Admiral William Smyth (British, 1800–1877), Perilous Position of HMS Terror, Captain Back, in the Arctic Regions in the Summer of 1837, after 1840. Oil on canvas, 39-1/2 x 55-1/2 inches. © National Maritime Museum, Greenwich, London.

Smith utilizes dramatic environmental effects with special attention paid to the depiction of the ice, which in this picture embodies the overwhelming forces of nature. Like other polar artists he was not shy about exaggerating the icy elements in his paintings. He sets the Terror in a jagged nest of broken ice, eerily lit with alternating light and shadow, evoking the frozen underworld of Dante's ninth circle of Hell. A member of Captain George Back's Northwest Passage expedition that set out in 1836, Smyth was senior lieutenant of the Terror.

Attributed to Charles Wilkes (American, 1798–1877), USS Vincennes in Disappointment Bay, after 1842. Oil on canvas, 23-1/2 x 35-1/2 inches. Peabody Essex Museum, Museum Purchase, 1902, M265.

This painting shows the flagship of the United States Exploring Expedition of 1838–1842 off the coast of Antarctica in January 1840, at the furthest point south that any of the vessels on that expedition reached. The vessel appears to sit serenely in an icy setting, surrounded by charming, if somewhat inexpertly rendered, local fauna. However, navigation among sea ice in a large sailing vessel with no engine was one of the most challenging and dangerous feats of seafaring. That this operation was accomplished successfully and without mishap was a tribute to the skills of the vessel's crew and its commander, Captain Charles Wilkes, to whom the painting is attributed.

William Bradford (American, 1823–1892), Sealers Crushed by Icebergs, 1866. Oil on canvas. 79 x 126 inches. Courtesy of the New Bedford Whaling Museum, 1972.33.

William Bradford's monumental work established his position as the preeminent American painter of the Arctic. Sealers presents a sweeping panorama of the overwhelming power of the Arctic environment and the frailty of such objects of human ingenuity as ocean-going vessels. The size of the canvas allows the picture itself to mimic the relationship between man and nature, which is the subject of the painting.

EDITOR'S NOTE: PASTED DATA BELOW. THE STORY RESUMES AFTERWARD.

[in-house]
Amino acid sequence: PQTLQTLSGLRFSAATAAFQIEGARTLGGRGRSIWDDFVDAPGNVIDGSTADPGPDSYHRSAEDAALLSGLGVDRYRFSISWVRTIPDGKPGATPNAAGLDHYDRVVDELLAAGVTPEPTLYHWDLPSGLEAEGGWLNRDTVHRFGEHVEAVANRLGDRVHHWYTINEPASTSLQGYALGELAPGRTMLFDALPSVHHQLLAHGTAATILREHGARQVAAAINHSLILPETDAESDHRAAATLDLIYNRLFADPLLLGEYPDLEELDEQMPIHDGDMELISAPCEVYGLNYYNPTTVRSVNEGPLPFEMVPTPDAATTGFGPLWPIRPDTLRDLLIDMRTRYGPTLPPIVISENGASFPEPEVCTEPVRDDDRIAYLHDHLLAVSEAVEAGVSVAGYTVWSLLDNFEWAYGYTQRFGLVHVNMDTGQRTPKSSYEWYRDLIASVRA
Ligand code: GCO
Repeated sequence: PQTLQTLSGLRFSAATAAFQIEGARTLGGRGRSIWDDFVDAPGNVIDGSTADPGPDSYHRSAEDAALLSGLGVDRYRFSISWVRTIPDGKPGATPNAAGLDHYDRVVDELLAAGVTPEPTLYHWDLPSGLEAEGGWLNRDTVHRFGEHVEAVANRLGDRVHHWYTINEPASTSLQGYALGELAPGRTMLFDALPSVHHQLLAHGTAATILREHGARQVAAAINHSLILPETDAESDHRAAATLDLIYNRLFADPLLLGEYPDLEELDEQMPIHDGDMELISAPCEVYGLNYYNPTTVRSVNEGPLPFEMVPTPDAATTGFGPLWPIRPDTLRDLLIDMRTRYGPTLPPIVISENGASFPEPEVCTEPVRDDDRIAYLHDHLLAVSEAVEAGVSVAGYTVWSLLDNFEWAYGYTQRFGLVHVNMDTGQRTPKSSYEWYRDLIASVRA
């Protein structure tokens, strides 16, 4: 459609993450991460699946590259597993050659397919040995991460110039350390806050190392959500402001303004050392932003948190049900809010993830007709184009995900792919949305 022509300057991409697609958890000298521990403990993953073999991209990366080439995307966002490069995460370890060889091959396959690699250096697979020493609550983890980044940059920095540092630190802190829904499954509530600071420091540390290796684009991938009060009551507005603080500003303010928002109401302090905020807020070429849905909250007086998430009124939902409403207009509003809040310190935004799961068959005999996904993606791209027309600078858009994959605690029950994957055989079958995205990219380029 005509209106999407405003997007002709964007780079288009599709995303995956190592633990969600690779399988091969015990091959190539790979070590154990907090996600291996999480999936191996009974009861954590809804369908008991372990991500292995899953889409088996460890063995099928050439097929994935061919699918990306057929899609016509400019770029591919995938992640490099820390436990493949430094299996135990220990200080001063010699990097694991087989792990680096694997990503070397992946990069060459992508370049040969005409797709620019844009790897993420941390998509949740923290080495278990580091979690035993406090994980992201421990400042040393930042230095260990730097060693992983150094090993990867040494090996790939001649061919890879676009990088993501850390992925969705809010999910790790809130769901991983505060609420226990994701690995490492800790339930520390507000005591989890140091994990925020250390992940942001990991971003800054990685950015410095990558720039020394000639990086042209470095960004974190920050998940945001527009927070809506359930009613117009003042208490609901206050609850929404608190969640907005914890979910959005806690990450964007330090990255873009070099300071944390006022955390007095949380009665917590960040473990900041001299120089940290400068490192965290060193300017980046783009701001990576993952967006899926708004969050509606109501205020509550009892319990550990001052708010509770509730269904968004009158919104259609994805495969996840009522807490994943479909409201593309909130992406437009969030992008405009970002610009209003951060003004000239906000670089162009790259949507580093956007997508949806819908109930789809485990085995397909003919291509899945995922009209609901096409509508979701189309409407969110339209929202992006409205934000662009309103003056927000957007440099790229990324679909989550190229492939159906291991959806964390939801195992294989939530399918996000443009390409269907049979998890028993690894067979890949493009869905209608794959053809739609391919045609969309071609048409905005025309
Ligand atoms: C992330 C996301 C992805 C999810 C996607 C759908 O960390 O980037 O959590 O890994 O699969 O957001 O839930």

Rockwell Kent (American, 1882–1971), First Snow, Greenland, 1931. Oil on canvas, 43 x 53. Courtesy of a private collection.

Rockwell Kent's depictions of the polar environment were deeply personal. He traveled to Alaska in 1919 and to Greenland in the 1930s, and wrote about his experiences in these places, referring to the latter as his 'eternal fountainhead of all that is beautiful in art and man, the virgin universe.'1 On his Greenland trip, Kent achieved a glowing luminosity unparalleled in any of his other paintings. First Snow, Greenland deftly juxtaposes the rich darkness of the sky with the ethereal light of the sunlit snow and ice.

Lawren S. Harris (Canadian,1885–1970), Icebergs, Davis Strait, 1930. Oil on canvas, 48 x 60 inches. Courtesy of McMichael Canadian Art Collection, Kleinburg, Ontario; gift of Mr. and Mrs. H. Spencer Clark, 1971.17.

Harris was a founding member of the Group of Seven artists, who were attempting to forge an original &'Canadian' style of visualizing their own land. With an affinity for painting rugged, remote landscapes, Harris found all he could hope for in the Canadian wilderness that stretched to the Arctic Circle and beyond. In 1930, Harris joined his Group of Seven compatriot A. Y. Jackson aboard the RCMP steamer Beothic on its tour of communities and settlements in the Canadian Arctic. Icebergs, Davis Straits shares many of the characteristics of clean line and rich color of fellow modernist Rockwell Kent's Greenland paintings, but taken by Harris to an even more idealized degree.

The exhibition To the Ends of the Earth: Painting the Polar Landscape features more than fifty works depicting the drama and magnificence of the Arctic and Antarctic regions. It is on view at the Peabody Essex Museum, Salem, Massachusetts, from November 8, 2008 through March 1, 2009. An exhibition catalogue by the same title is available. For more information call 978.745.9500 or visit www.pem.org.

1. Rockwell Kent, Salamina (New York: Harcourt, Brace, 1935), 24.

Samuel Scott is the associate curator of the Russell W. Knight Department of Maritime Art and History at the Peabody Essex Museum, Salem Massachusetts.